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Orienteering: a challenging

outdoor adventure
What is
Orienteering?
Orienteering
• A challenging outdoor adventure
activity that combines cross country
running and the ability to read a map
and use a compass.
• It is the sport form of land navigation
in which participants use a map and
compass to navigate between check
points along an unfamiliar course.
Objectives:
• Gain the basic skills of land
navigation using a map and a
compass.
• Improve one’s physical fitness
• Learn to be self reliant in out doors
• Acquire an increased awareness of
the environment
What kind of equipments
do we need in an
Orienteering activity?
Equipments
1. Maps
 Serves as the primary tool for
navigation to the participant and can
yield an enormous amount of
information.
 Most common maps used for
orienteering are “topo” maps.
“topo”(topographical) map
 A map that indicates the topography of
the ground, and includes physical
features such as rivers, woods and
habitation.
 the map contains location, date,
distance, direction, elevation, natural
terrain features and other features.
Topographic Map informations
1. Location
 Each map has a title describing a
location and contains longitude – north
pole to south pole and latitude – an
imaginary line around the Earth parallel
to the equator, coordinates that locate
the area on the earth surface.
2. Date
 the map must be up-to-date
3. Distance
 Every map depicts a portion of the earth
surface in reduced form
 The ratio describing the amount of this
reduction is called scale.
 1:24,000 topographical map
4. Direction
 the top border of the topographical map
 indicates north, east, west and north.
5. Elevation
 the unique feature of topographical maps
is their description of elevation in the land
mass
6. Natural terrain features
 important natural features of the terrain
Example of which are bodies of water
including lakes, streams, swamps, cliffs,
woods, and fields
Orienteering maps contains detailed
information of its nature.
7. Other features
 houses, roads, bridges, and power lines are
among the other features symbolically displayed
on the map.
 the explanation for each symbol is contained in
the maps legend.
Equipments
2. Compass
navigational instrument for finding directions.
 the compass is second only to the map
among the orienteer’s tools and serves to
supplement and confirm the information
given on the map
Compass
1. Scales
 These help measure distance on a map. If you
check the common scale for the maps in your
area before buying a compass and can get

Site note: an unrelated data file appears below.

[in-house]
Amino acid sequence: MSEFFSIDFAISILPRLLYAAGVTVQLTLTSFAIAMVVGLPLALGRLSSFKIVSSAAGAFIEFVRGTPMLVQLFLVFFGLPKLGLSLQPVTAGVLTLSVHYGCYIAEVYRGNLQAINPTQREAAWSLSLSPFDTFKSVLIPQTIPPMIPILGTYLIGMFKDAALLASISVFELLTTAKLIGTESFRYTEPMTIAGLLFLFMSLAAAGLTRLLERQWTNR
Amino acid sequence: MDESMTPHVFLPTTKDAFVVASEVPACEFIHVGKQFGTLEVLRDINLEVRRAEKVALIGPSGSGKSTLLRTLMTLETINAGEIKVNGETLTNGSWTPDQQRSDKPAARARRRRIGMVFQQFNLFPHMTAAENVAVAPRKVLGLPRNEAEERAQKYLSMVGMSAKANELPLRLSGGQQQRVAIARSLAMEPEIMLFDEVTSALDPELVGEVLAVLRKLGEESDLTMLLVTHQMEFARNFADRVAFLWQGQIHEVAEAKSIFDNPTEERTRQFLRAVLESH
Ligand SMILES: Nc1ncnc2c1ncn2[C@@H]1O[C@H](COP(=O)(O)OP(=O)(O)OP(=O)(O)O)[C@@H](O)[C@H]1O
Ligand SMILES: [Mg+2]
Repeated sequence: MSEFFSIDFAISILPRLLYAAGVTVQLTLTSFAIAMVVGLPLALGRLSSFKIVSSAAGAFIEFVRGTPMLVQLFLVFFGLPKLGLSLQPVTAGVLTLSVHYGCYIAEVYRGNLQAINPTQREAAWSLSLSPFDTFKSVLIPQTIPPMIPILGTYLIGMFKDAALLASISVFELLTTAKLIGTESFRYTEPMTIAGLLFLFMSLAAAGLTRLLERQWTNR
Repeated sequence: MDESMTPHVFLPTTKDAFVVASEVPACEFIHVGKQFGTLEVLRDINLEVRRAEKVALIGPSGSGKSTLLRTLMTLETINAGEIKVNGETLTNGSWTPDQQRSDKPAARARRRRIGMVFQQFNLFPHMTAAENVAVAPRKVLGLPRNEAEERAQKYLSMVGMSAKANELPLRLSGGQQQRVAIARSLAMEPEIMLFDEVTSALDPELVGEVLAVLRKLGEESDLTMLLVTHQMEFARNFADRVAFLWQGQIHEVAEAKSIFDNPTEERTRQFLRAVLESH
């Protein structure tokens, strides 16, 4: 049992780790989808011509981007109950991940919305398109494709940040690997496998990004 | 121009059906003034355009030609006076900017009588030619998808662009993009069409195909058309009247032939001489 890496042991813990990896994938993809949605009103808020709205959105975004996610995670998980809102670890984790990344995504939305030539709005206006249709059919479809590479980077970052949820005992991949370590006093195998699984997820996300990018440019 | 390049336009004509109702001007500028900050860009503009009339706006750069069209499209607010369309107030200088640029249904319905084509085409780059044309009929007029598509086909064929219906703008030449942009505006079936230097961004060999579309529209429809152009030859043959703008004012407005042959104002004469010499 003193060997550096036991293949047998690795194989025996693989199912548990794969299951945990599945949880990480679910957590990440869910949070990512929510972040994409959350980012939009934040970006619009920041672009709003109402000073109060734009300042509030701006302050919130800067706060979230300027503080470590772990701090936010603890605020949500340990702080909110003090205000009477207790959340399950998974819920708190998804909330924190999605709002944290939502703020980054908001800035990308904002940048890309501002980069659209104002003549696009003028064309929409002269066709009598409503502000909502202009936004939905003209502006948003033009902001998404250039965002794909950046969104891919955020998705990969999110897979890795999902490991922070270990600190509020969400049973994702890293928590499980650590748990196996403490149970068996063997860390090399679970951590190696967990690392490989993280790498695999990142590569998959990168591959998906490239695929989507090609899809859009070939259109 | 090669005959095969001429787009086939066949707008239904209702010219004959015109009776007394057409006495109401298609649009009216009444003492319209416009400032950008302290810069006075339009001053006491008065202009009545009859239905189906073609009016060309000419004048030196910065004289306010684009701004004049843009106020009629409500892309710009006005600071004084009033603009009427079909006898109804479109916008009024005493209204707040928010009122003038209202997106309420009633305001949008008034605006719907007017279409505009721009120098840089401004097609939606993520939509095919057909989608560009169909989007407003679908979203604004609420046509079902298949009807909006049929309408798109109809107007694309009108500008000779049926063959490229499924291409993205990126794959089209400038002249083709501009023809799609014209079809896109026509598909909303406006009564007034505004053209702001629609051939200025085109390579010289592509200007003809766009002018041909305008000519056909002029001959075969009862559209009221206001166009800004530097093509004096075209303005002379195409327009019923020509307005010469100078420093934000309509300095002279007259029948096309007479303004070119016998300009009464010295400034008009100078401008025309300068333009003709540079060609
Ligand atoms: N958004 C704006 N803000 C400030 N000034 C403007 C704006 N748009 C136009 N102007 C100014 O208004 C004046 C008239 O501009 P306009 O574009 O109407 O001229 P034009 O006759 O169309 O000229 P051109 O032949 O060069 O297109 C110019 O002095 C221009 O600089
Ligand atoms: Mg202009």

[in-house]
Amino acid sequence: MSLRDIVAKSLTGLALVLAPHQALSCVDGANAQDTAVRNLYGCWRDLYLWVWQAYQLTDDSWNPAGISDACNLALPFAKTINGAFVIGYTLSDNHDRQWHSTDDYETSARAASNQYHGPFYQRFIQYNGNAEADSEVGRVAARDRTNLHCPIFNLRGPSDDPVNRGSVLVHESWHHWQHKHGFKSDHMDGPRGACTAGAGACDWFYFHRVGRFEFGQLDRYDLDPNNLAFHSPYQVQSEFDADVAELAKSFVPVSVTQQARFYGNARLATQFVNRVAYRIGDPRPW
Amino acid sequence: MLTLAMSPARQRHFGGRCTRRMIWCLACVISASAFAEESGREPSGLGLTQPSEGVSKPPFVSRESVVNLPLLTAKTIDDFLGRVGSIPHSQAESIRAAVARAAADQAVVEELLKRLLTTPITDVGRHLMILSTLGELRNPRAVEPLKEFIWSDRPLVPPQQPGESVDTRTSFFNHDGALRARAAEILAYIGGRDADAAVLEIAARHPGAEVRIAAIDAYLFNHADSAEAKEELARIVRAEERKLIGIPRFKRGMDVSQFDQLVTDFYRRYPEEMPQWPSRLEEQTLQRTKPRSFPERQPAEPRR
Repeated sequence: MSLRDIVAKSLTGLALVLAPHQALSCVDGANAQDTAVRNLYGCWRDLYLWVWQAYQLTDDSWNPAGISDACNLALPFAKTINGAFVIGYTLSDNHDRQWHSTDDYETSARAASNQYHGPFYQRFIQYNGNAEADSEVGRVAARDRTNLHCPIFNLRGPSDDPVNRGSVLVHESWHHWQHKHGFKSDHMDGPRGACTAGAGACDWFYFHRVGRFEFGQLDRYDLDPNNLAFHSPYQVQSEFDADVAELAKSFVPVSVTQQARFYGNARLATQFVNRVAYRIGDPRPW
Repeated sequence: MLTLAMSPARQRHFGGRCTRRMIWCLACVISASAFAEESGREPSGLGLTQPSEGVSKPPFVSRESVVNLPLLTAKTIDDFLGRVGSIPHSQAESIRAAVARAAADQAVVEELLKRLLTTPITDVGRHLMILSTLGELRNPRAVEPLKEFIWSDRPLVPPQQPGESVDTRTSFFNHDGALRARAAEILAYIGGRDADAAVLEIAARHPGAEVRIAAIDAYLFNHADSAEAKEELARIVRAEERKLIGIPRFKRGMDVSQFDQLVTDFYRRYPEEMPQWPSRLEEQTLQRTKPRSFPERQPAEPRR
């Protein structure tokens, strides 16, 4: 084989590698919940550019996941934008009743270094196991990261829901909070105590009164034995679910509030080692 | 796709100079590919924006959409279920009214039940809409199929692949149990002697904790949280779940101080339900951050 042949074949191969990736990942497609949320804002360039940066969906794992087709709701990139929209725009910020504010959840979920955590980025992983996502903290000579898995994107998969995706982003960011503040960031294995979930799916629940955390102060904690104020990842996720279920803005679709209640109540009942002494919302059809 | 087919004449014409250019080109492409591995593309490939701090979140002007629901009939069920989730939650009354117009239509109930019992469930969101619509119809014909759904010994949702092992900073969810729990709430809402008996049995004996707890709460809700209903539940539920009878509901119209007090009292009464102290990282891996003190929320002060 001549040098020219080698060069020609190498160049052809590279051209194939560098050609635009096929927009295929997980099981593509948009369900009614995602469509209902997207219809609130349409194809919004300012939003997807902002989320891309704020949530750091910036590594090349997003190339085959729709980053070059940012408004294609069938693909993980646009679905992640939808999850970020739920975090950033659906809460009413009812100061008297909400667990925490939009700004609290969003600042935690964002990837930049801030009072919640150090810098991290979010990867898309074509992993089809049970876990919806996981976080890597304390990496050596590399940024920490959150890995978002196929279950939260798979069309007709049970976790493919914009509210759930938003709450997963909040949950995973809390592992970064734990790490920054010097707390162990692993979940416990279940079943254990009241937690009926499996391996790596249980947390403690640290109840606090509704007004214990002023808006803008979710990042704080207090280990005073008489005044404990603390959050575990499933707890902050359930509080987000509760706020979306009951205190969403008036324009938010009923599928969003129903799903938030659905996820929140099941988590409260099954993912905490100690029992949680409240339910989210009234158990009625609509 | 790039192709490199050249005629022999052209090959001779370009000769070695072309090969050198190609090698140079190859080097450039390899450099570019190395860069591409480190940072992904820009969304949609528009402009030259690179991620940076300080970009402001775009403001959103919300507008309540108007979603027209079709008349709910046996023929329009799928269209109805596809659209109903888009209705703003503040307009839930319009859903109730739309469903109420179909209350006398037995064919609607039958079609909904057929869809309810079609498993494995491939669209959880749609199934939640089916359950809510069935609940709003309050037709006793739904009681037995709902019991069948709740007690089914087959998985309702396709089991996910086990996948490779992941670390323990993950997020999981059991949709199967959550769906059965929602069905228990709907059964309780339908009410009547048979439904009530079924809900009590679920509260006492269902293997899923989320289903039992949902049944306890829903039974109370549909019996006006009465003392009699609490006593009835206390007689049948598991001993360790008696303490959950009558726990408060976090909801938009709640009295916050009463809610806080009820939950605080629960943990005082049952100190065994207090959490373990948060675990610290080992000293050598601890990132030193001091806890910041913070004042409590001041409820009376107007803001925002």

them to match, this can make map work a bit
easier.
 A common scale for USGS topographic maps
is 1:24,000, but this isn’t always the case – so
check. If your compass and map scales don’t
match, most orienteering compasses have
centimeter and inch scales.
2. Direction of Travel
This is an arrow that is marked on the
baseplate. It guides the direction of travel
while following a bearing in the field.
3. Orienting Arrow
The orienting arrow is marked on the
bottom of the housing and rotates with the
housing. It allows the baseplate to be
aligned relative to the magnetic needle.
• To take a basic field bearing, the housing is
turned until the orienting arrow and the
magnetic needle are aligned. These two
elements are then kept in alignment while
following the bearing.
4. Declination Scale
Declination is the difference, in angle of
degree, between magnetic north and true
north. The declination scale makes it easier
to adjust for this difference. More
advanced orienteering compasses often
have an adjustable declination scale that
can be set, usually by way of a tiny screw
on the bottom of the compass.
5. Dial
 The dial is part of the housing and is marked
in two degree increments. When the dial is
rotated, the orienting arrow, declination scale
and orienting lines also rotate as part of the
housing.
6. Index Line / bearing marker
 This is where a bearing is read. A bearing is an
angle relative to true north (true bearing), or
magnetic north (magnetic bearing).
7. Magnetic Needle
 A magnetic strip of metal that is on a pivot in
the center of the housing. The north end is
usually painted red, while the other end is
often white or black.
8. Orienting Lines
 These lines are marked on the bottom of the
housing and rotate with it, the same as the
orienting arrow. They are also often called
meridian lines and north-south lines. When
taking a bearing from a map, the orienting
lines are aligned with the north-south map
grid lines.
8. Orienting Lines
These lines are marked on the bottom of
the housing and rotate with it, the same as
the orienting arrow. They are also often
called meridian lines and north-south
lines. When taking a bearing from a map,
the orienting lines are aligned with the
north-south map grid lines.
9. Housing
 A liquid filled capsule that contains the
magnetic needle. Orienting lines are
etched on the bottom of the housing,
and the dial is fixed to the top of the
housing. The liquid helps dampen the
needle movement, making it easier to get
a more accurate reading.
10. Base Plate
The base plate is used to taking bearing on
a map. The edge is placed between two
points and the orienting lines and dial act
as a protractor to give the bearing. The
base plate is marked with scales, direction
of travel arrow and index line.
Different kinds of compass
1. Plain watch compass
Appears as a pocket watch and is suitable
for general travel that requires limited
accuracy.
2. Wrist compass
Has a wrist band, allowing the wearer
free use of both hands
Does not provide/afford the accuracy
required for regular orienteering.
3. Lensatic compass
commonly called as army or prismatic
compass, its compass features excellent
sighting devices
Highly accurate, popular in map making.
4. Mirror compass
 used for course setting, map making and
back packing
Considered too heavy